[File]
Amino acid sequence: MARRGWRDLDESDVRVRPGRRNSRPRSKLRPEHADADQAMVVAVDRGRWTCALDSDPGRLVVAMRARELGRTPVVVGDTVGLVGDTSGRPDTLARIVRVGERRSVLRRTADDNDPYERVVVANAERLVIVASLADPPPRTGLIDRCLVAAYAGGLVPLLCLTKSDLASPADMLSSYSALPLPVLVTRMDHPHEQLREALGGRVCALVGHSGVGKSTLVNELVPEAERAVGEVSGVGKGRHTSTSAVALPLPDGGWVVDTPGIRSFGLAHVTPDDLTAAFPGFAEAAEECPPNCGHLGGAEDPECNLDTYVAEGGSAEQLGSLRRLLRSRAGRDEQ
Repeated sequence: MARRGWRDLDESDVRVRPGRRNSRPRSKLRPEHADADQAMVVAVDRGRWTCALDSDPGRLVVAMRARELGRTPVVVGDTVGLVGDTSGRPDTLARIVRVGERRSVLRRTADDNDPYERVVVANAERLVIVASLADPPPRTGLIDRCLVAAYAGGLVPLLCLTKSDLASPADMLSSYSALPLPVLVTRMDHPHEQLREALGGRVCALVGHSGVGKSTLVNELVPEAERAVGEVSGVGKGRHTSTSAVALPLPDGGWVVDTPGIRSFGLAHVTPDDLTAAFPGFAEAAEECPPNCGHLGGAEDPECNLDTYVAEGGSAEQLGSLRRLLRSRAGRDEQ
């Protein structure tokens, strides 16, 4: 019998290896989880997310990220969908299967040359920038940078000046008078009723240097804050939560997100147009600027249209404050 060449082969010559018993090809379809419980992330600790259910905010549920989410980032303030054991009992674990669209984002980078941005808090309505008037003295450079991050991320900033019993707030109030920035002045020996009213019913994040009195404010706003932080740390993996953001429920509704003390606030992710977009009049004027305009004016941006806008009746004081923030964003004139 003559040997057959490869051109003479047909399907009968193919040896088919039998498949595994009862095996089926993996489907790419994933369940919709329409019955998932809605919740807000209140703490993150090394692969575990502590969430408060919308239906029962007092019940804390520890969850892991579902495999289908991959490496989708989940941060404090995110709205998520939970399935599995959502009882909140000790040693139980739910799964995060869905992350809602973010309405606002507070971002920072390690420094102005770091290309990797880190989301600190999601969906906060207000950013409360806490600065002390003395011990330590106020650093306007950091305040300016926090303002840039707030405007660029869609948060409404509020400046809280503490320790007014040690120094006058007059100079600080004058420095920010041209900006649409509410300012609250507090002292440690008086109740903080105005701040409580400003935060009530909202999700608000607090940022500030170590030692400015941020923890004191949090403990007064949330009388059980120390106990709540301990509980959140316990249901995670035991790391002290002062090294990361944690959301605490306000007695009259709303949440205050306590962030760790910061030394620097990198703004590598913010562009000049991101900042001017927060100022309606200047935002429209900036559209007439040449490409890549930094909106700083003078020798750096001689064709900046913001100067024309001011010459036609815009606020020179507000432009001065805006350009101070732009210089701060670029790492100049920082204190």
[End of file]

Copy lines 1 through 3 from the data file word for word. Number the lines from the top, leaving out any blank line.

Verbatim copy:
Amino acid sequence: MARRGWRDLDESDVRVRPGRRNSRPRSKLRPEHADADQAMVVAVDRGRWTCALDSDPGRLVVAMRARELGRTPVVVGDTVGLVGDTSGRPDTLARIVRVGERRSVLRRTADDNDPYERVVVANAERLVIVASLADPPPRTGLIDRCLVAAYAGGLVPLLCLTKSDLASPADMLSSYSALPLPVLVTRMDHPHEQLREALGGRVCALVGHSGVGKSTLVNELVPEAERAVGEVSGVGKGRHTSTSAVALPLPDGGWVVDTPGIRSFGLAHVTPDDLTAAFPGFAEAAEECPPNCGHLGGAEDPECNLDTYVAEGGSAEQLGSLRRLLRSRAGRDEQ
Repeated sequence: MARRGWRDLDESDVRVRPGRRNSRPRSKLRPEHADADQAMVVAVDRGRWTCALDSDPGRLVVAMRARELGRTPVVVGDTVGLVGDTSGRPDTLARIVRVGERRSVLRRTADDNDPYERVVVANAERLVIVASLADPPPRTGLIDRCLVAAYAGGLVPLLCLTKSDLASPADMLSSYSALPLPVLVTRMDHPHEQLREALGGRVCALVGHSGVGKSTLVNELVPEAERAVGEVSGVGKGRHTSTSAVALPLPDGGWVVDTPGIRSFGLAHVTPDDLTAAFPGFAEAAEECPPNCGHLGGAEDPECNLDTYVAEGGSAEQLGSLRRLLRSRAGRDEQ
């Protein structure tokens, strides 16, 4: 019998290896989880997310990220969908299967040359920038940078000046008078009723240097804050939560997100147009600027249209404050 060449082969010559018993090809379809419980992330600790259910905010549920989410980032303030054991009992674990669209984002980078941005808090309505008037003295450079991050991320900033019993707030109030920035002045020996009213019913994040009195404010706003932080740390993996953001429920509704003390606030992710977009009049004027305009004016941006806008009746004081923030964003004139 003559040997057959490869051109003479047909399907009968193919040896088919039998498949595994009862095996089926993996489907790419994933369940919709329409019955998932809605919740807000209140703490993150090394692969575990502590969430408060919308239906029962007092019940804390520890969850892991579902495999289908991959490496989708989940941060404090995110709205998520939970399935599995959502009882909140000790040693139980739910799964995060869905992350809602973010309405606002507070971002920072390690420094102005770091290309990797880190989301600190999601969906906060207000950013409360806490600065002390003395011990330590106020650093306007950091305040300016926090303002840039707030405007660029869609948060409404509020400046809280503490320790007014040690120094006058007059100079600080004058420095920010041209900006649409509410300012609250507090002292440690008086109740903080105005701040409580400003935060009530909202999700608000607090940022500030170590030692400015941020923890004191949090403990007064949330009388059980120390106990709540301990509980959140316990249901995670035991790391002290002062090294990361944690959301605490306000007695009259709303949440205050306590962030760790910061030394620097990198703004590598913010562009000049991101900042001017927060100022309606200047935002429209900036559209007439040449490409890549930094909106700083003078020798750096001689064709900046913001100067024309001011010459036609815009606020020179507000432009001065805006350009101070732009210089701060670029790492100049920082204190």